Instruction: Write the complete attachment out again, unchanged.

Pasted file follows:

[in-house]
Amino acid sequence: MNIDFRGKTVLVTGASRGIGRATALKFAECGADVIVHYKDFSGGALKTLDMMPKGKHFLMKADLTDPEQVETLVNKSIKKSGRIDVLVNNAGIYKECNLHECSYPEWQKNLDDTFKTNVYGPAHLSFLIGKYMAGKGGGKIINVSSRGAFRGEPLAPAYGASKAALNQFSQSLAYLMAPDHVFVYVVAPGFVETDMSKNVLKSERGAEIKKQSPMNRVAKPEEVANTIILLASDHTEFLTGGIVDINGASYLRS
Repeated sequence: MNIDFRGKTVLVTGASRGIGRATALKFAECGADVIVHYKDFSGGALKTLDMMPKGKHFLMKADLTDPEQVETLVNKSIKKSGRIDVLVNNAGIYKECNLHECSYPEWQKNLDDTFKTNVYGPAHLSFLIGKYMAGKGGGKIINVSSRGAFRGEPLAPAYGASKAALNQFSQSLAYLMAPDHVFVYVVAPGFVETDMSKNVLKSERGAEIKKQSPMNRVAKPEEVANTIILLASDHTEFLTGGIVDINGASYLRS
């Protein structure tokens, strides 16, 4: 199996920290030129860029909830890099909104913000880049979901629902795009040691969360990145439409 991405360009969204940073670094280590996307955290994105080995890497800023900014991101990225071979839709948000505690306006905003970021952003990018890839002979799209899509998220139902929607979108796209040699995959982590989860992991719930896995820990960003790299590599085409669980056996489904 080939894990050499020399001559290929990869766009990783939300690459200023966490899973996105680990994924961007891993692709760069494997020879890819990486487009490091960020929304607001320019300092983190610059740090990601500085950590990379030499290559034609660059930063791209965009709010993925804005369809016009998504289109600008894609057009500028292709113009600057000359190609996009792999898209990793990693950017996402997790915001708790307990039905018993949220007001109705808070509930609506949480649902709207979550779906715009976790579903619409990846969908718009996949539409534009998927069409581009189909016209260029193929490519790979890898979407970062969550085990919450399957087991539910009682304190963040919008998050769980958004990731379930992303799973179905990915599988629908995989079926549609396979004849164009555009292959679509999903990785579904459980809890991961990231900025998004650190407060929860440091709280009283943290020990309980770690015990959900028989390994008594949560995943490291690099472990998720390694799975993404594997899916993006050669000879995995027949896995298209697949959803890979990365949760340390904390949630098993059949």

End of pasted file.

[in-house]
Amino acid sequence: MNIDFRGKTVLVTGASRGIGRATALKFAECGADVIVHYKDFSGGALKTLDMMPKGKHFLMKADLTDPEQVETLVNKSIKKSGRIDVLVNNAGIYKECNLHECSYPEWQKNLDDTFKTNVYGPAHLSFLIGKYMAGKGGGKIINVSSRGAFRGEPLAPAYGASKAALNQFSQSLAYLMAPDHVFVYVVAPGFVETDMSKNVLKSERGAEIKKQSPMNRVAKPEEVANTIILLASDHTEFLTGGIVDINGASYLRS
Repeated sequence: MNIDFRGKTVLVTGASRGIGRATALKFAECGADVIVHYKDFSGGALKTLDMMPKGKHFLMKADLTDPEQVETLVNKSIKKSGRIDVLVNNAGIYKECNLHECSYPEWQKNLDDTFKTNVYGPAHLSFLIGKYMAGKGGGKIINVSSRGAFRGEPLAPAYGASKAALNQFSQSLAYLMAPDHVFVYVVAPGFVETDMSKNVLKSERGAEIKKQSPMNRVAKPEEVANTIILLASDHTEFLTGGIVDINGASYLRS
């Protein structure tokens, strides 16, 4: 199996920290030129860029909830890099909104913000880049979901629902795009040691969360990145439409 991405360009969204940073670094280590996307955290994105080995890497800023900014991101990225071979839709948000505690306006905003970021952003990018890839002979799209899509998220139902929607979108796209040699995959982590989860992991719930896995820990960003790299590599085409669980056996489904 080939894990050499020399001559290929990869766009990783939300690459200023966490899973996105680990994924961007891993692709760069494997020879890819990486487009490091960020929304607001320019300092983190610059740090990601500085950590990379030499290559034609660059930063791209965009709010993925804005369809016009998504289109600008894609057009500028292709113009600057000359190609996009792999898209990793990693950017996402997790915001708790307990039905018993949220007001109705808070509930609506949480649902709207979550779906715009976790579903619409990846969908718009996949539409534009998927069409581009189909016209260029193929490519790979890898979407970062969550085990919450399957087991539910009682304190963040919008998050769980958004990731379930992303799973179905990915599988629908995989079926549609396979004849164009555009292959679509999903990785579904459980809890991961990231900025998004650190407060929860440091709280009283943290020990309980770690015990959900028989390994008594949560995943490291690099472990998720390694799975993404594997899916993006050669000879995995027949896995298209697949959803890979990365949760340390904390949630098993059949």